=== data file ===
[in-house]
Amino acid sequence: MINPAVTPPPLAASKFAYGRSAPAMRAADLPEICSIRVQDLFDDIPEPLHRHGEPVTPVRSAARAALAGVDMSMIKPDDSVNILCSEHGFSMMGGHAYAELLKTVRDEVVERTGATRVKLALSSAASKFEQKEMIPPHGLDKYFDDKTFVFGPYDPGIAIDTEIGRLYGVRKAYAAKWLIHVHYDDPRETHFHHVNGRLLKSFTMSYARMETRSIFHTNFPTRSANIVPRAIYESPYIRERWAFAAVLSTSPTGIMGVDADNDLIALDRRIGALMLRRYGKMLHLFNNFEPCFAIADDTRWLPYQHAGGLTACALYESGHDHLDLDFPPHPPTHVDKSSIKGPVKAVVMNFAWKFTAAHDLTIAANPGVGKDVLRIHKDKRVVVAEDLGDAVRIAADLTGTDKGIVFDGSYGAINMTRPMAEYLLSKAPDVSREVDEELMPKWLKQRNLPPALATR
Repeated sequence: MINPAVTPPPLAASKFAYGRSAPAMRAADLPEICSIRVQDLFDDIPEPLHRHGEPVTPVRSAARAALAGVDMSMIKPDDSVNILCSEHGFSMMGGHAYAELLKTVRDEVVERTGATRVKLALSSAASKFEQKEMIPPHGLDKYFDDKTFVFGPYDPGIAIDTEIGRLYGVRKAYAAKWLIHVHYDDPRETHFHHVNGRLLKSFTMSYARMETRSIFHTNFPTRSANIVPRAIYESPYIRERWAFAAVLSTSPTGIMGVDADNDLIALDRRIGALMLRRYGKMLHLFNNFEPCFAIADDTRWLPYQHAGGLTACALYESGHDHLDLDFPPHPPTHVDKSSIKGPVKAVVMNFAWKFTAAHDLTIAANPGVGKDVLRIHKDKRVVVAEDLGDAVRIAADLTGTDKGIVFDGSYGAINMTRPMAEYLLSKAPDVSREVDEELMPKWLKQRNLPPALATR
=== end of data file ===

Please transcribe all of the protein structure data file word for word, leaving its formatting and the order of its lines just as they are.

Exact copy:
[in-house]
Amino acid sequence: MINPAVTPPPLAASKFAYGRSAPAMRAADLPEICSIRVQDLFDDIPEPLHRHGEPVTPVRSAARAALAGVDMSMIKPDDSVNILCSEHGFSMMGGHAYAELLKTVRDEVVERTGATRVKLALSSAASKFEQKEMIPPHGLDKYFDDKTFVFGPYDPGIAIDTEIGRLYGVRKAYAAKWLIHVHYDDPRETHFHHVNGRLLKSFTMSYARMETRSIFHTNFPTRSANIVPRAIYESPYIRERWAFAAVLSTSPTGIMGVDADNDLIALDRRIGALMLRRYGKMLHLFNNFEPCFAIADDTRWLPYQHAGGLTACALYESGHDHLDLDFPPHPPTHVDKSSIKGPVKAVVMNFAWKFTAAHDLTIAANPGVGKDVLRIHKDKRVVVAEDLGDAVRIAADLTGTDKGIVFDGSYGAINMTRPMAEYLLSKAPDVSREVDEELMPKWLKQRNLPPALATR
Repeated sequence: MINPAVTPPPLAASKFAYGRSAPAMRAADLPEICSIRVQDLFDDIPEPLHRHGEPVTPVRSAARAALAGVDMSMIKPDDSVNILCSEHGFSMMGGHAYAELLKTVRDEVVERTGATRVKLALSSAASKFEQKEMIPPHGLDKYFDDKTFVFGPYDPGIAIDTEIGRLYGVRKAYAAKWLIHVHYDDPRETHFHHVNGRLLKSFTMSYARMETRSIFHTNFPTRSANIVPRAIYESPYIRERWAFAAVLSTSPTGIMGVDADNDLIALDRRIGALMLRRYGKMLHLFNNFEPCFAIADDTRWLPYQHAGGLTACALYESGHDHLDLDFPPHPPTHVDKSSIKGPVKAVVMNFAWKFTAAHDLTIAANPGVGKDVLRIHKDKRVVVAEDLGDAVRIAADLTGTDKGIVFDGSYGAINMTRPMAEYLLSKAPDVSREVDEELMPKWLKQRNLPPALATR